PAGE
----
As nearly every motor carrier and private fleet has experienced in their recruiting programs, it’s much more challenging to attract a seasoned driver away from a best-in-class job than it is to court a newer driver and put them on a path toward long-term retention at your fleet. In order to attract and retain industry newcomers over the past year, however, fleets have to be aggressive in evaluating and adjusting pay packages for drivers at the lower end of the experience scale — those with two years of driving experience and less.
NTI data tells the story clearly, so much so that drivers with one year of experience are now out-earning top-paid drivers from just a few years ago, 2018’s fourth quarter. That’s according to data from the The National Transportation Institute’s National Survey of Driver Wages, which has tracked the heights to which mileage and hourly wages for industry newcomers has soared over the past 18 months.
While per-mile and hourly pay for drivers of all experience levels has shown strong and steady growth over the past two years, the momentum of wage growth among drivers at the lower end of the experience scale has been the most pronounced. For example, year over year compared to 2021’s fourth quarter, solo drivers with one year of experience are earning 5.9% more per mile on average. That’s compared to a 3.2% gain for so-called cap pay drivers — the highest earners with the most experience.
That’s significant wage growth for this segment of the driver pool, and it’s evident in seeing this year’s mileage pay data represented in the National Survey of Driver Wages. There’s a clear migration up the pay scale for solo drivers with one year of experience.
The takeaway for motor carriers trying to recruit and retain drivers with one year of experience is clear: This segment of the driver pool expects rapid and frequent wage growth, and fleets must be proactive in offering a pay progression model that fits these demands. They also must market those fast wage-growth opportunities in their recruiting and retention programs.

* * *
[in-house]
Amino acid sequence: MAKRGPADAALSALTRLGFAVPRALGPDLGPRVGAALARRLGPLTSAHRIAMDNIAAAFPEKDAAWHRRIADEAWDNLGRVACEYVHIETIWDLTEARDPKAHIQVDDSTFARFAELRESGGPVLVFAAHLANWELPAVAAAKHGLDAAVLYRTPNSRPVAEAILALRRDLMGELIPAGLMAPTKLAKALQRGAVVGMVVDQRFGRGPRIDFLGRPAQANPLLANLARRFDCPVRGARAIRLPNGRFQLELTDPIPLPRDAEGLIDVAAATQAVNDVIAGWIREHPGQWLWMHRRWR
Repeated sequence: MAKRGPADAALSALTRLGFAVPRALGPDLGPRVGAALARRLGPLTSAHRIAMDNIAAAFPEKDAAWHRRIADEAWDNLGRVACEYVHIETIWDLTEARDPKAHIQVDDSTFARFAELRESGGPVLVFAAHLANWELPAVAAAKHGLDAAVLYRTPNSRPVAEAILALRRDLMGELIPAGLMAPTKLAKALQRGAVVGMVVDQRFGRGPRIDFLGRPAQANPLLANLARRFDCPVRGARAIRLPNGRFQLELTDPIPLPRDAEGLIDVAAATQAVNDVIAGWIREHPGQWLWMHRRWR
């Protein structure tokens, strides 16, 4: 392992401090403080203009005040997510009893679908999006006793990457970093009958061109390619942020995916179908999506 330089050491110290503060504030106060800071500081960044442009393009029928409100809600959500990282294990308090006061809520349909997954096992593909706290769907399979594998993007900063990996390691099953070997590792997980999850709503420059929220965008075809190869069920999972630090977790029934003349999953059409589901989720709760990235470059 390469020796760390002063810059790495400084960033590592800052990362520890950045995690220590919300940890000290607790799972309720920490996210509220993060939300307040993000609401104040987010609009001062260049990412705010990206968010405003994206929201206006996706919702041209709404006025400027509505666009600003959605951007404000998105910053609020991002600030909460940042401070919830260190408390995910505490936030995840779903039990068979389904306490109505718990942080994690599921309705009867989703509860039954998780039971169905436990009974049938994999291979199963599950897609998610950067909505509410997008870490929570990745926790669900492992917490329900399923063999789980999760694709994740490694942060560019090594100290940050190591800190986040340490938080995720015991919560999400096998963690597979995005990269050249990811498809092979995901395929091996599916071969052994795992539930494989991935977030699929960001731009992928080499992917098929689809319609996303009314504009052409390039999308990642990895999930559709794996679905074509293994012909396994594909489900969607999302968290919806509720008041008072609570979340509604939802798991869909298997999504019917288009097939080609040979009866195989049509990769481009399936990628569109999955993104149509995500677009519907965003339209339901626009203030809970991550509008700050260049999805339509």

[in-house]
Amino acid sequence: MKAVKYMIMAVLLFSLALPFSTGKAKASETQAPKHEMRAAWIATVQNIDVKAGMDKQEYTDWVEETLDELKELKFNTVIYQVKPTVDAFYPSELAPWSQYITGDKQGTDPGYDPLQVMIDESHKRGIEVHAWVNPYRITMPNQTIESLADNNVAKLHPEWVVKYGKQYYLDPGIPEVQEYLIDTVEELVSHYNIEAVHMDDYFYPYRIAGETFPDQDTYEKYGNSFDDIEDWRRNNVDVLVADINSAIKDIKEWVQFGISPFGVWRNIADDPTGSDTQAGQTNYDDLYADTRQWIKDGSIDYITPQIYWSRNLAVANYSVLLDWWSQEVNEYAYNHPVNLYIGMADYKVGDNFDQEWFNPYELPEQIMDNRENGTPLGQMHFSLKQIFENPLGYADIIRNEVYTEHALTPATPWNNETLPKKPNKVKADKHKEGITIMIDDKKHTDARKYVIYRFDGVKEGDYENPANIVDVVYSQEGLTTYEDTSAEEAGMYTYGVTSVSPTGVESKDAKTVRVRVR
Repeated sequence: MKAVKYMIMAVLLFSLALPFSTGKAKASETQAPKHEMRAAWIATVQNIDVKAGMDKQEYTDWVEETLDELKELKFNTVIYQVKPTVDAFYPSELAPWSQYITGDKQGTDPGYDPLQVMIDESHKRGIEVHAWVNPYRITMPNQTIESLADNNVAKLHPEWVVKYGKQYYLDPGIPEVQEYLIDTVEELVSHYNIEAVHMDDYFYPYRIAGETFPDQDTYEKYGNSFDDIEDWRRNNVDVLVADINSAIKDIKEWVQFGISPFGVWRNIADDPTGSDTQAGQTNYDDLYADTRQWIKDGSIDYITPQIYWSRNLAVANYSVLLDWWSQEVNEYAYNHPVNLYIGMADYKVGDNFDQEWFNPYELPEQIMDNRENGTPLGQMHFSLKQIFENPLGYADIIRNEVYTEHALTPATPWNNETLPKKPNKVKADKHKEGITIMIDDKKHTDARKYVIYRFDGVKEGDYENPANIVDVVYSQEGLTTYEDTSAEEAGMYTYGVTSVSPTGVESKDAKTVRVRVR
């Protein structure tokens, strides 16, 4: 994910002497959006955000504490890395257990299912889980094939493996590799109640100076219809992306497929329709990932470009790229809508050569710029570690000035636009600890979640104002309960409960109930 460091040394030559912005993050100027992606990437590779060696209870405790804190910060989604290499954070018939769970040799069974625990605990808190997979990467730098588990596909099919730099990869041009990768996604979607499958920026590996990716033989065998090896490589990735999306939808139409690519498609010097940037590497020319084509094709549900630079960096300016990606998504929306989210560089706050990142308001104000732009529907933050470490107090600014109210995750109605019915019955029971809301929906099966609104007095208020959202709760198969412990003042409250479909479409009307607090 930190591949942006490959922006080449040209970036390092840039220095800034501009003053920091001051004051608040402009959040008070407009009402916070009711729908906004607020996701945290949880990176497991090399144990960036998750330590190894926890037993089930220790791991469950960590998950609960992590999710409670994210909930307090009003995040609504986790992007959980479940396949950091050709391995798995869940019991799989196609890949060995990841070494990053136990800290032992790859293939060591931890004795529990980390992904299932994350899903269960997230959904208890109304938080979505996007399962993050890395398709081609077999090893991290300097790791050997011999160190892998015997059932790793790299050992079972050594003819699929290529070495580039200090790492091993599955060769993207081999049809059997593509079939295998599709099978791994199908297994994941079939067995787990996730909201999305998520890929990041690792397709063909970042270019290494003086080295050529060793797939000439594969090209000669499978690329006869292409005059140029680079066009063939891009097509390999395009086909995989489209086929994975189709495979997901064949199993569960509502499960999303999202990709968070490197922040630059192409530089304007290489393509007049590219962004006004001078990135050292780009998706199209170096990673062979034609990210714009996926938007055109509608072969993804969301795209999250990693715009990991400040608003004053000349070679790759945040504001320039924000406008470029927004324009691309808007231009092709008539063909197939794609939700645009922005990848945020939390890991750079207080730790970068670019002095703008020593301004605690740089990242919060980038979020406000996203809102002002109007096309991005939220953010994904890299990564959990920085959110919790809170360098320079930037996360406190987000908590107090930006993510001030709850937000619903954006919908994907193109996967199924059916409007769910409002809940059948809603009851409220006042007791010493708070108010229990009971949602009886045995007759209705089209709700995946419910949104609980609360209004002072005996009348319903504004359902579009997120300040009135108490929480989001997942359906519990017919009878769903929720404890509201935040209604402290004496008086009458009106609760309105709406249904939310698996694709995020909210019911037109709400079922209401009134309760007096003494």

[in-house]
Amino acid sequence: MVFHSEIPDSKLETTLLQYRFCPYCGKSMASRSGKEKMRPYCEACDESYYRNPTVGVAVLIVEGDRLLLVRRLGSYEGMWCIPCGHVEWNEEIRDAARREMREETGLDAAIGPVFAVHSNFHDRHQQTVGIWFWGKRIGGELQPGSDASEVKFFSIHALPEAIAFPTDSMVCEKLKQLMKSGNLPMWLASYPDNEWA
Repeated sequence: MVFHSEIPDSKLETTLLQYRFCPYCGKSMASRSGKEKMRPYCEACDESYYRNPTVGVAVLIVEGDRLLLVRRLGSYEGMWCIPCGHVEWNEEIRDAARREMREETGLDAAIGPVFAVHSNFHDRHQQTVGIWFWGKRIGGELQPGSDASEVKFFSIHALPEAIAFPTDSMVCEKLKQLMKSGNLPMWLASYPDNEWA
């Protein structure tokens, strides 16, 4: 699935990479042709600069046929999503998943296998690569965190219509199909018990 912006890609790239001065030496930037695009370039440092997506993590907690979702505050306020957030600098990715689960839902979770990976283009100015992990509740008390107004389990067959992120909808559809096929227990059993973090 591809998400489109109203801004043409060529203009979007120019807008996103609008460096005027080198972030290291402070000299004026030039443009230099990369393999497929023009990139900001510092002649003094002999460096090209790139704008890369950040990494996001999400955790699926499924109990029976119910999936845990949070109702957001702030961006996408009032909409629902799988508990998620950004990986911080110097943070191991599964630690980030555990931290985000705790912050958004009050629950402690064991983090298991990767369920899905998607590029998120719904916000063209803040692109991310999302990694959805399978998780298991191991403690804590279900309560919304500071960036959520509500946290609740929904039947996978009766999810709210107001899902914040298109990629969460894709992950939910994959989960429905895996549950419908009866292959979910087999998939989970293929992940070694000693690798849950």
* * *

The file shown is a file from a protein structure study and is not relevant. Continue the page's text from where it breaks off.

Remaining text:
The “earn your stripes” mentality is quickly becoming an ideal of the past. Newer drivers entering the industry, numbering in the hundreds of thousands over the past two years, won’t abide by that attitude. There are too many opportunities for them to find a job either within or outside of trucking that fits their pay and scheduling expectations. With generational shifts ongoing among trucking’s workforce and the labor market at large, that trend’s not likely to change. In fact, it will likely become even more entrenched.
Motor carriers and private fleets alike experience the most driver churn among their newest hires, and there’s a strong crossover segment of industry newcomers (those with one year of experience or less) and the churn among early tenured drivers.
Drivers with a year of experience or less outnumber their more experienced job-seeking peers by a three-to-one margin. To reach this cohort and to effectively recruit and retain them, there needs to be a clearly defined and clearly communicated pay progression plan in place at your fleet for newer entrant drivers.
NTI’s Leah Shaver wrote more in depth about this topic earlier this year. Read her analysis and guidance in this NTI blog post from June.
If your fleet needs accurate, verified benchmarking data to guide your internal decisions about driver pay programs, contact NTI’s team of experts to learn how to access the National Survey of Driver Wages or other data solutions to fit your fleet’s needs.